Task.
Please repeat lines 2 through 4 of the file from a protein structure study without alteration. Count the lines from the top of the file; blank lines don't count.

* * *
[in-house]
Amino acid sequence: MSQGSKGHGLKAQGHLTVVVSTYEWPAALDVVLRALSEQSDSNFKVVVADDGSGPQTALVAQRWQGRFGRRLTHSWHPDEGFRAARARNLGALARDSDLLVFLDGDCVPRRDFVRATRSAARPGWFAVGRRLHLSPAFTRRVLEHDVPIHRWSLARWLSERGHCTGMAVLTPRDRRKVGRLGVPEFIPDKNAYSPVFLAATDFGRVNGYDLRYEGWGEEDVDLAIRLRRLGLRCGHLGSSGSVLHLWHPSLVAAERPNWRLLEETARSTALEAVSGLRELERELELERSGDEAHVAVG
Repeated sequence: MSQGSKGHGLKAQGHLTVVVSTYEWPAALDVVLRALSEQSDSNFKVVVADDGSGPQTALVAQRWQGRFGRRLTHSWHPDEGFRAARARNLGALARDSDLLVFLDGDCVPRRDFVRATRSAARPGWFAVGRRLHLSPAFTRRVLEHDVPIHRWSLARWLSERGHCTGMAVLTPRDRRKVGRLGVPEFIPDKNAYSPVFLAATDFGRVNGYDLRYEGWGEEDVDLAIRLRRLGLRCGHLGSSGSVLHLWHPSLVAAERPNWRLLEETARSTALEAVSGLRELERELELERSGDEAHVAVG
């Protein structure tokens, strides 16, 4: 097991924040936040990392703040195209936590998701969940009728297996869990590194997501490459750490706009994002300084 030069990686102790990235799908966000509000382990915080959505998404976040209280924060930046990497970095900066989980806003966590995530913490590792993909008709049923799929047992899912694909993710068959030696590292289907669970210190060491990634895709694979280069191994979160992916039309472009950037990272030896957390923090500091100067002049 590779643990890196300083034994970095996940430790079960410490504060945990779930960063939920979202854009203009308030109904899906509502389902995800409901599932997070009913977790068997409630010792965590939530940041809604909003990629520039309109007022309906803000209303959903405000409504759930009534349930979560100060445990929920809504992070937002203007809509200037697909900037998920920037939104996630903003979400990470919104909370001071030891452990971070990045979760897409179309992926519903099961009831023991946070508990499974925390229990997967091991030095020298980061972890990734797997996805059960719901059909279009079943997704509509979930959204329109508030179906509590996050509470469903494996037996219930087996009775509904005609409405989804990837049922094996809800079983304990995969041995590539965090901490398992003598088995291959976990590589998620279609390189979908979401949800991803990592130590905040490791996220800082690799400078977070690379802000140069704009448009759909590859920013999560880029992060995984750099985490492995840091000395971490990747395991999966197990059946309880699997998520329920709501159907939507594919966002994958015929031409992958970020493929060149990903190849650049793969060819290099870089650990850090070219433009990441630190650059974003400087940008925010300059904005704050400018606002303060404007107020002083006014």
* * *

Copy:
Amino acid sequence: MSQGSKGHGLKAQGHLTVVVSTYEWPAALDVVLRALSEQSDSNFKVVVADDGSGPQTALVAQRWQGRFGRRLTHSWHPDEGFRAARARNLGALARDSDLLVFLDGDCVPRRDFVRATRSAARPGWFAVGRRLHLSPAFTRRVLEHDVPIHRWSLARWLSERGHCTGMAVLTPRDRRKVGRLGVPEFIPDKNAYSPVFLAATDFGRVNGYDLRYEGWGEEDVDLAIRLRRLGLRCGHLGSSGSVLHLWHPSLVAAERPNWRLLEETARSTALEAVSGLRELERELELERSGDEAHVAVG
Repeated sequence: MSQGSKGHGLKAQGHLTVVVSTYEWPAALDVVLRALSEQSDSNFKVVVADDGSGPQTALVAQRWQGRFGRRLTHSWHPDEGFRAARARNLGALARDSDLLVFLDGDCVPRRDFVRATRSAARPGWFAVGRRLHLSPAFTRRVLEHDVPIHRWSLARWLSERGHCTGMAVLTPRDRRKVGRLGVPEFIPDKNAYSPVFLAATDFGRVNGYDLRYEGWGEEDVDLAIRLRRLGLRCGHLGSSGSVLHLWHPSLVAAERPNWRLLEETARSTALEAVSGLRELERELELERSGDEAHVAVG
């Protein structure tokens, strides 16, 4: 097991924040936040990392703040195209936590998701969940009728297996869990590194997501490459750490706009994002300084 030069990686102790990235799908966000509000382990915080959505998404976040209280924060930046990497970095900066989980806003966590995530913490590792993909008709049923799929047992899912694909993710068959030696590292289907669970210190060491990634895709694979280069191994979160992916039309472009950037990272030896957390923090500091100067002049 590779643990890196300083034994970095996940430790079960410490504060945990779930960063939920979202854009203009308030109904899906509502389902995800409901599932997070009913977790068997409630010792965590939530940041809604909003990629520039309109007022309906803000209303959903405000409504759930009534349930979560100060445990929920809504992070937002203007809509200037697909900037998920920037939104996630903003979400990470919104909370001071030891452990971070990045979760897409179309992926519903099961009831023991946070508990499974925390229990997967091991030095020298980061972890990734797997996805059960719901059909279009079943997704509509979930959204329109508030179906509590996050509470469903494996037996219930087996009775509904005609409405989804990837049922094996809800079983304990995969041995590539965090901490398992003598088995291959976990590589998620279609390189979908979401949800991803990592130590905040490791996220800082690799400078977070690379802000140069704009448009759909590859920013999560880029992060995984750099985490492995840091000395971490990747395991999966197990059946309880699997998520329920709501159907939507594919966002994958015929031409992958970020493929060149990903190849650049793969060819290099870089650990850090070219433009990441630190650059974003400087940008925010300059904005704050400018606002303060404007107020002083006014």